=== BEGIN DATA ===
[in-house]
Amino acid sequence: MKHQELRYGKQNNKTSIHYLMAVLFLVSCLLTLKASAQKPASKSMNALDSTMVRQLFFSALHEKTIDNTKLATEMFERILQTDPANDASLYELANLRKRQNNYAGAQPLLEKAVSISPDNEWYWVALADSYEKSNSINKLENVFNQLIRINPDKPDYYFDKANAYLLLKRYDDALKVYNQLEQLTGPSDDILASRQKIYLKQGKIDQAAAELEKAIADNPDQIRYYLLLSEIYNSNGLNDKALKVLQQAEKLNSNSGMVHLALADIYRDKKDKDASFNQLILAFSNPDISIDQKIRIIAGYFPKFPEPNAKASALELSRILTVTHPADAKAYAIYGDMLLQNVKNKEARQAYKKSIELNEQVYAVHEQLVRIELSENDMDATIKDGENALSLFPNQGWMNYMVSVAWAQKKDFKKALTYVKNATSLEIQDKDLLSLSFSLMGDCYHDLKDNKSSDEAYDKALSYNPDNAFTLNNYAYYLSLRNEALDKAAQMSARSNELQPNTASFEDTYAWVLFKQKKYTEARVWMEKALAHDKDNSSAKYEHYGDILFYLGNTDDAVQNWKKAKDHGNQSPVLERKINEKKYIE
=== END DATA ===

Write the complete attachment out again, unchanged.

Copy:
[in-house]
Amino acid sequence: MKHQELRYGKQNNKTSIHYLMAVLFLVSCLLTLKASAQKPASKSMNALDSTMVRQLFFSALHEKTIDNTKLATEMFERILQTDPANDASLYELANLRKRQNNYAGAQPLLEKAVSISPDNEWYWVALADSYEKSNSINKLENVFNQLIRINPDKPDYYFDKANAYLLLKRYDDALKVYNQLEQLTGPSDDILASRQKIYLKQGKIDQAAAELEKAIADNPDQIRYYLLLSEIYNSNGLNDKALKVLQQAEKLNSNSGMVHLALADIYRDKKDKDASFNQLILAFSNPDISIDQKIRIIAGYFPKFPEPNAKASALELSRILTVTHPADAKAYAIYGDMLLQNVKNKEARQAYKKSIELNEQVYAVHEQLVRIELSENDMDATIKDGENALSLFPNQGWMNYMVSVAWAQKKDFKKALTYVKNATSLEIQDKDLLSLSFSLMGDCYHDLKDNKSSDEAYDKALSYNPDNAFTLNNYAYYLSLRNEALDKAAQMSARSNELQPNTASFEDTYAWVLFKQKKYTEARVWMEKALAHDKDNSSAKYEHYGDILFYLGNTDDAVQNWKKAKDHGNQSPVLERKINEKKYIE